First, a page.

Last week Ion Storm’s classic first-person RPG Deus Ex turned 20. The week before that I had written about the game for the first time, having played it through again over the winter, totally unaware of its imminent birthday. I don’t know why it took me just shy of two decades to write about given its enormous influence on my creative life (I first picked it up in…2002, by which time it had made its way into the Sold-Out Software range). It might be that I owe it something of a debt.
But so much has been written about Deus Ex over the years that I knew there was little value in going over the usual talking points. I decided instead to explore what it was like to be a part of this most immersive of games, with its rich, conspiracy-laden world. It meant venturing into the margins of its story, where a surprising amount of Deus Ex’s…let’s say purpose resides. And it meant talking about two characters that have always stuck with me and to whom I wished, in some small way, to tip my hat.
So, here it is. Happy birthday, Deus Ex. This was for you, in more ways than I knew.
A devastating plague ravages the world, disproportionately affecting the lower classes, where plague victims are dying in droves.
Rage at the injustices of a corrupt system bubble to the surface and violence spills out onto the streets. It doesn’t last long. Each flare of resistance is brutally suppressed by law enforcement agencies that increasingly seem to serve the interests of a corporate class, and not the citizens to whom they swore an oath.
The political world is paralysed; too inept and mired in bureaucracy to successfully restore order to the states they were elected to govern and faith to the institutions they pledged to serve.
Inequality, poverty, and social injustice are endemic the world over, but especially pronounced in North America. The republic decays daily, disgraced by an amoral and shameless administration bound to avaricious corporate powers.
It is 2052.
A technological revolution has blurred the lines between the human and transhuman. Nanotechnology is changing, adapting, and modifying the chemistry of the human body. It will herald a new dawn, but apparently its light is reserved only for a select few.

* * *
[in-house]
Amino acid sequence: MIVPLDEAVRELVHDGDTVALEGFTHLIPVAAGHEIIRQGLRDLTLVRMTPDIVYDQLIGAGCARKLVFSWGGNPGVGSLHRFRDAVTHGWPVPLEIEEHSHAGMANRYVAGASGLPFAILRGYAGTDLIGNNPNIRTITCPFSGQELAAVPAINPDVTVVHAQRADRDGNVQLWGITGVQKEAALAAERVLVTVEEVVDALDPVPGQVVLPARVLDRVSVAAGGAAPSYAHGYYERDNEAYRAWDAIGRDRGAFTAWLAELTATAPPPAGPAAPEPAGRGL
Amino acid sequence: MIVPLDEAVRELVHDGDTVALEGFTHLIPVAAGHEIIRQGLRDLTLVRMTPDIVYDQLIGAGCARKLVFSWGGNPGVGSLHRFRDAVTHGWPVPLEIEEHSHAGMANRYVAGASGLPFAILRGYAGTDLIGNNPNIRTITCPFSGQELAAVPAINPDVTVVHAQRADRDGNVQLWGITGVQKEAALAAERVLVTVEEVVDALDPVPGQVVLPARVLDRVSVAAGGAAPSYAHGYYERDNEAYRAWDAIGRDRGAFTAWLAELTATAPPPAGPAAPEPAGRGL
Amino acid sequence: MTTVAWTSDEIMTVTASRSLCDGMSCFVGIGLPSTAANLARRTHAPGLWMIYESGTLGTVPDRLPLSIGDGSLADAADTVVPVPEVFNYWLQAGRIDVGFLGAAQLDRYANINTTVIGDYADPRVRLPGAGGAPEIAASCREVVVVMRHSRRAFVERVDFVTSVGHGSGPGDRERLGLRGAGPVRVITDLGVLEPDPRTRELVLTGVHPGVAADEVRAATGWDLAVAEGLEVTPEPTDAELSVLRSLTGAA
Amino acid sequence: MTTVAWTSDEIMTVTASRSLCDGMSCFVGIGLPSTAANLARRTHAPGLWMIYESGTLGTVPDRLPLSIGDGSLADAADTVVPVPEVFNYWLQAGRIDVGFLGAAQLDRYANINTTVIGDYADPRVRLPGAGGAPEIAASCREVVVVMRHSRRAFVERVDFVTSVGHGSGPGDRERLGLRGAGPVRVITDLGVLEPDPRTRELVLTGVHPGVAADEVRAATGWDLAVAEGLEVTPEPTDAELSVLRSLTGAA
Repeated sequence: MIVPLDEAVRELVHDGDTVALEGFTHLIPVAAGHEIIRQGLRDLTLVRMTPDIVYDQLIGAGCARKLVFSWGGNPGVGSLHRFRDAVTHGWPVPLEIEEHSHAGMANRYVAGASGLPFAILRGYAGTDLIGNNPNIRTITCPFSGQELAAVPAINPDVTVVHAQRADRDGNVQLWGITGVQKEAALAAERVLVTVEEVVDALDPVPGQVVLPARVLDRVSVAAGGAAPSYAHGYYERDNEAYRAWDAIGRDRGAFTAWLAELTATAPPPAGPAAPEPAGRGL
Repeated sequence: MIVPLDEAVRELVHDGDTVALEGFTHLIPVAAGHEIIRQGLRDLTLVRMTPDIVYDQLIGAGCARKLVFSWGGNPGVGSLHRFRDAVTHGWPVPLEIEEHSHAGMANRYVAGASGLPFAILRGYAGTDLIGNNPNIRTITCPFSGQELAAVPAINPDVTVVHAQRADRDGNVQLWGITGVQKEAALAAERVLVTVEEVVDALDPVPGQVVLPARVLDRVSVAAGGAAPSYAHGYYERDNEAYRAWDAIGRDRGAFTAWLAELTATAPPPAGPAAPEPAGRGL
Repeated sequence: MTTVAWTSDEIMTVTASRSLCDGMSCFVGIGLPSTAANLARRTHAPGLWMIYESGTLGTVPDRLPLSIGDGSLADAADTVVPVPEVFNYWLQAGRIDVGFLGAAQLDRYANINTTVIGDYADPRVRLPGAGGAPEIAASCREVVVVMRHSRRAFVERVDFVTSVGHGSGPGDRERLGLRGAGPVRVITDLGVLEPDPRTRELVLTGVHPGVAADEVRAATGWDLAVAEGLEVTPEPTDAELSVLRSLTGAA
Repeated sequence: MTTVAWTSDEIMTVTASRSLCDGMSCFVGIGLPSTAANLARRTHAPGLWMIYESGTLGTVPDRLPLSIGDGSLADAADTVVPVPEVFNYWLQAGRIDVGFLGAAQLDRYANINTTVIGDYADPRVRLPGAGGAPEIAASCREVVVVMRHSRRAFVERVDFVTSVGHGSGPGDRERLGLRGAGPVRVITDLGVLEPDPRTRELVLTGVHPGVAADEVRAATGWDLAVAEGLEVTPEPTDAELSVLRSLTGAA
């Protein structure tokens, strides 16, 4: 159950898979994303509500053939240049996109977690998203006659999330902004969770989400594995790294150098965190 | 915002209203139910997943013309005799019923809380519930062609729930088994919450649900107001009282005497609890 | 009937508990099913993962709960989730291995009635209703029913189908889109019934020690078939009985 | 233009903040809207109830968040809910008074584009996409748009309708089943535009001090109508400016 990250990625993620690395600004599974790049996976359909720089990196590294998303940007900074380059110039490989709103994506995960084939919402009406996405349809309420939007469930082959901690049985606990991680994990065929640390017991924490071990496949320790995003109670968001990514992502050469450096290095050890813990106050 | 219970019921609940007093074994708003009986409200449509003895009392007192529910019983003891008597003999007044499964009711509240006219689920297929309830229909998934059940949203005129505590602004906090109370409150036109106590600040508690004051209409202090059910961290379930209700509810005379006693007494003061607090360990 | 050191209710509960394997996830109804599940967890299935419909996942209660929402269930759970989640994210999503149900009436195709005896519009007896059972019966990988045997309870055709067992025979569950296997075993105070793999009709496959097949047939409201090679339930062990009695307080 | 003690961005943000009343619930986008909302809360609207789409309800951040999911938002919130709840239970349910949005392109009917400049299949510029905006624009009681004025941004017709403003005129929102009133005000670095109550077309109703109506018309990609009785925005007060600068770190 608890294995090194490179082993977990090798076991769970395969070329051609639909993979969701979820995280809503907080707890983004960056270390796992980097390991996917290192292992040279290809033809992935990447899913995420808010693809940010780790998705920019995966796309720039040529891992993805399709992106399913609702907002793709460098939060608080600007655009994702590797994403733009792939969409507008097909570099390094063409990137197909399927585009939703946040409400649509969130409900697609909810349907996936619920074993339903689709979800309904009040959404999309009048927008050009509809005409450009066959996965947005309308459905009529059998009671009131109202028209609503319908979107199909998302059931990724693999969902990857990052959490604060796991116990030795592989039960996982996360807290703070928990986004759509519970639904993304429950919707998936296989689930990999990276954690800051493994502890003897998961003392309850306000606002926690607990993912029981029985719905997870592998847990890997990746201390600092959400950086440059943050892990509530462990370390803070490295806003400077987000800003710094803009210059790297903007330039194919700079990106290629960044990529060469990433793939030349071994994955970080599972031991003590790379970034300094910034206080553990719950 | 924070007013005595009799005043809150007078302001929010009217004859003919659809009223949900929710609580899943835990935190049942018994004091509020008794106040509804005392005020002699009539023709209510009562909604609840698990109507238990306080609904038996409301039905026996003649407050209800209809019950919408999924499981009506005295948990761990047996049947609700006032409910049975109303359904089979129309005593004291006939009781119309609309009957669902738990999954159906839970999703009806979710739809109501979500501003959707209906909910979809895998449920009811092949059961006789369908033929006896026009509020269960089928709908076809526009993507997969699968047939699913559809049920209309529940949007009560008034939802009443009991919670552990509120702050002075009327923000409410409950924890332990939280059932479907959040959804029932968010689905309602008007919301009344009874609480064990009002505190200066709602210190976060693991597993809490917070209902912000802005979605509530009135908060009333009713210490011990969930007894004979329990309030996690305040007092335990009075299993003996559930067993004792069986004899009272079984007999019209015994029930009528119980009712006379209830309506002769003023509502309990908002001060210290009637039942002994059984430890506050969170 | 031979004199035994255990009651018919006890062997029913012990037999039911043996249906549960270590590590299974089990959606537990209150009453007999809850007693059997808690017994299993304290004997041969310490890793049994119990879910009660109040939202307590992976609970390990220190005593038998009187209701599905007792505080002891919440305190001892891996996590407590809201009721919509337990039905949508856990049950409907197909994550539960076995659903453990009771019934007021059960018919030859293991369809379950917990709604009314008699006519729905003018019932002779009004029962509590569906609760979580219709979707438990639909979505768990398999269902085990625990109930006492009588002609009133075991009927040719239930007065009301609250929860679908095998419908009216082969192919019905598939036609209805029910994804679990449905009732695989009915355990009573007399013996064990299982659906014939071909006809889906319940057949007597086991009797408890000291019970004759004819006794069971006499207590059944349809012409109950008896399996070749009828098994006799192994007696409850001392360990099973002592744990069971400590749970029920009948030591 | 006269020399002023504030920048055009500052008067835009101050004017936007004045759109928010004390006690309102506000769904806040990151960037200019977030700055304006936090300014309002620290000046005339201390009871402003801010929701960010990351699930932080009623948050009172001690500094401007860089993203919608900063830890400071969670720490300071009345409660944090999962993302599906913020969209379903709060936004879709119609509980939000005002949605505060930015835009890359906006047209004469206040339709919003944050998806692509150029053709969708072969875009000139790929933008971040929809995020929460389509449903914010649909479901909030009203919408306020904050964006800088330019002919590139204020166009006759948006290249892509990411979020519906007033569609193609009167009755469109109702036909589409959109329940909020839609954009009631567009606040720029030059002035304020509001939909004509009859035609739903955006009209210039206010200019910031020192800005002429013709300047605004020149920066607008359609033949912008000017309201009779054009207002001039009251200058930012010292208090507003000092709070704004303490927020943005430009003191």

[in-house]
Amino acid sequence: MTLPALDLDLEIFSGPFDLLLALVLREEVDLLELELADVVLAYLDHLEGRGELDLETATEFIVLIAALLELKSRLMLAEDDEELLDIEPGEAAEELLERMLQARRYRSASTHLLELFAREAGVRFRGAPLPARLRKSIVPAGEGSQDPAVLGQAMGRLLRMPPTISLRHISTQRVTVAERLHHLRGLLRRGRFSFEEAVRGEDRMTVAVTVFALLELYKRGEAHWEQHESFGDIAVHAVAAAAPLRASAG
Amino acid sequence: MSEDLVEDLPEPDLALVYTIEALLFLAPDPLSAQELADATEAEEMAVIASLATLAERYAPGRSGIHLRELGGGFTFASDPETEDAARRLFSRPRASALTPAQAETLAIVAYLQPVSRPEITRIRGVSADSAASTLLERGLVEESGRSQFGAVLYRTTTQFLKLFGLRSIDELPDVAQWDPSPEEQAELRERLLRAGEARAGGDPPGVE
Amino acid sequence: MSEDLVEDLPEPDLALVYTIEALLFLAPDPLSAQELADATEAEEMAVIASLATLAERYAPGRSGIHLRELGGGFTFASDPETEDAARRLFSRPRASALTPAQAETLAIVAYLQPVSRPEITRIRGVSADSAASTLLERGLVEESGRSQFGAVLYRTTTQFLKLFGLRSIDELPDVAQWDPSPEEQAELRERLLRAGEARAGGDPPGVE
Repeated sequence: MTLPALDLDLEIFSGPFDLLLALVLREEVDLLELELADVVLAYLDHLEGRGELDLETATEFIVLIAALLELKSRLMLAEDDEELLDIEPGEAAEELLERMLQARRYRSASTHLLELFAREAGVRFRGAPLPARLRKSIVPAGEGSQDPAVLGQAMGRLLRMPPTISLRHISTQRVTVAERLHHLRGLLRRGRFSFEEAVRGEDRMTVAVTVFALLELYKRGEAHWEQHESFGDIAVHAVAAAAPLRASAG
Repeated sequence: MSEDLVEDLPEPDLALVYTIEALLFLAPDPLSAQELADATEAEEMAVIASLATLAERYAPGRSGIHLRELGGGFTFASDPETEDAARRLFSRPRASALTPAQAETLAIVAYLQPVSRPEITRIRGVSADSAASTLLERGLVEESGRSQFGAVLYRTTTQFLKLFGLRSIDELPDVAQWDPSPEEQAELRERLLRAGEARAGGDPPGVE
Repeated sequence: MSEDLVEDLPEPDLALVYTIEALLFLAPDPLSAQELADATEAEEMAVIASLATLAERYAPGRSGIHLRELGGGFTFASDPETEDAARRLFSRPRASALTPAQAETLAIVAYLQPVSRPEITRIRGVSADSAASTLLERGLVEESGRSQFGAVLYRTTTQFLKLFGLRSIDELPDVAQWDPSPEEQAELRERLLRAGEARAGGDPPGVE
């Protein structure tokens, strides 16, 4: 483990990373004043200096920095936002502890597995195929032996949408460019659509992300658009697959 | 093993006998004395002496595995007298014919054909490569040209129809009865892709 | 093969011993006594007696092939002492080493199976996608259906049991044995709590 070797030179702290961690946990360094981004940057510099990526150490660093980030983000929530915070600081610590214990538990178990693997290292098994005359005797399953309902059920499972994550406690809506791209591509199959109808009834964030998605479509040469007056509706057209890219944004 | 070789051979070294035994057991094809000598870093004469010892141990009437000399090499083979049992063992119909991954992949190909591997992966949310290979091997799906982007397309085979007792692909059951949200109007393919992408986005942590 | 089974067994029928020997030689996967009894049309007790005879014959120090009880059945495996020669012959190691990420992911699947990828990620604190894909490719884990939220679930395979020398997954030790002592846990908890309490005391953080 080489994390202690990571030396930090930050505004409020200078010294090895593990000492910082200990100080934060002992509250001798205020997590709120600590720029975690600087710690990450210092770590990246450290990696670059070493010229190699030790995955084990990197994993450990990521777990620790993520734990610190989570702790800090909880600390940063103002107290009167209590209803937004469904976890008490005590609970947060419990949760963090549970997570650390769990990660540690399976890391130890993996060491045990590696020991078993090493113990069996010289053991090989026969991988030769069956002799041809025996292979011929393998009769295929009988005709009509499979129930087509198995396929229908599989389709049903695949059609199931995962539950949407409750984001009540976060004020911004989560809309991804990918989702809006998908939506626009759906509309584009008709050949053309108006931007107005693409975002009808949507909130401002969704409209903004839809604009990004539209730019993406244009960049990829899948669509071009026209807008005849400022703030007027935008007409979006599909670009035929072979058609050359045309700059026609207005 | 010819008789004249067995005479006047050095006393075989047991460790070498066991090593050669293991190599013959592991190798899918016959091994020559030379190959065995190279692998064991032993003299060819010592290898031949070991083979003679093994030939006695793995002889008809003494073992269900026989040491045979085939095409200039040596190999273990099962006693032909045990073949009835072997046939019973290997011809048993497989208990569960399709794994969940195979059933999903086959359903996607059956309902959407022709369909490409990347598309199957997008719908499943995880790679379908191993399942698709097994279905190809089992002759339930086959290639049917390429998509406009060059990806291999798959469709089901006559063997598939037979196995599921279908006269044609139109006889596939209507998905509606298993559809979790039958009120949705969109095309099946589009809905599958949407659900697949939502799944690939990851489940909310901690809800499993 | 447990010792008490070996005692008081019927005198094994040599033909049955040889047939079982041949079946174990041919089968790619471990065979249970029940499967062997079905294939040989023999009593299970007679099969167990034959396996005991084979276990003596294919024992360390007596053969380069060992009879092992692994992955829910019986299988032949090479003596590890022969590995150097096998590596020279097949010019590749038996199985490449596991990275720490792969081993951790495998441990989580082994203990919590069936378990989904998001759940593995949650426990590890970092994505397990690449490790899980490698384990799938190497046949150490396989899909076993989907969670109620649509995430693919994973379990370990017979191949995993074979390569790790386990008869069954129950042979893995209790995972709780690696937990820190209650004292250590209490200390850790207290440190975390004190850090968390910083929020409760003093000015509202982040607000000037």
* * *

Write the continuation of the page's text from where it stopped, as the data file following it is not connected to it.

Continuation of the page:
“I don’t care what she’s been doing. Tell her she can come home. No questions, no speeches.”
Hell’s Kitchen, New York. The ‘Ton Hotel. Formerly a Hilton, in days gone by. Not better, exactly, just less worse. Now half the neon sign is bust. Lights of a bygone era that are never coming back. The interior is a step down from the step down. Inside, the faulty electrics stand a good chance of killing you. The elevator is perennially broken and spitting out arcs of electricity. Rats hold court in the lobby.
There’s more rodents than guests. Admittedly it’s hard to tell the difference sometimes.
The owner, Gilbert Renton, is a decent man. Proud. He speaks with a guttural croak, as if his throat were a car exhaust sputtering out the last gasps of a busted engine. He knows the ‘Ton’s rep, but what can he do? No, really – what can he do?
There’s a framed picture on the wall. It’s a young woman set against a backdrop of impossible green. Was the world ever so green? It is becoming harder by the day to recall.
“Sandra,” he wheezes. His daughter. She was meant to help with the hotel’s upkeep, but the filth is too ingrained now. Scrub away the dirt and there won’t even be a ‘Ton. He just wants to know she’s safe, as safe as she can be in this rotten old world.
Where is she now? Far from the green. In the cold grey of New York’s desperate urban jungle. Hating the ‘Ton, which symbolises the squalor of her life, she turned to prostitution, fell in with a bad crowd. Johnny. JoJo. Punks, but dangerous punks. Now she wants to leave. Where?
Anywhere. Anywhere but here. Like a lot of young people, the only chance of a roof over her head is with a parent. Only now the ‘Ton’s roof, its walls – they’re closer to a prison than a home. The alternative is homelessness. Maybe that wouldn’t be so bad, but not here. She’s seen enough of this city, inhaled too much of its noxious air, to let herself join its under-dwellers in the sad march to an inevitable early death mourned by no one at all.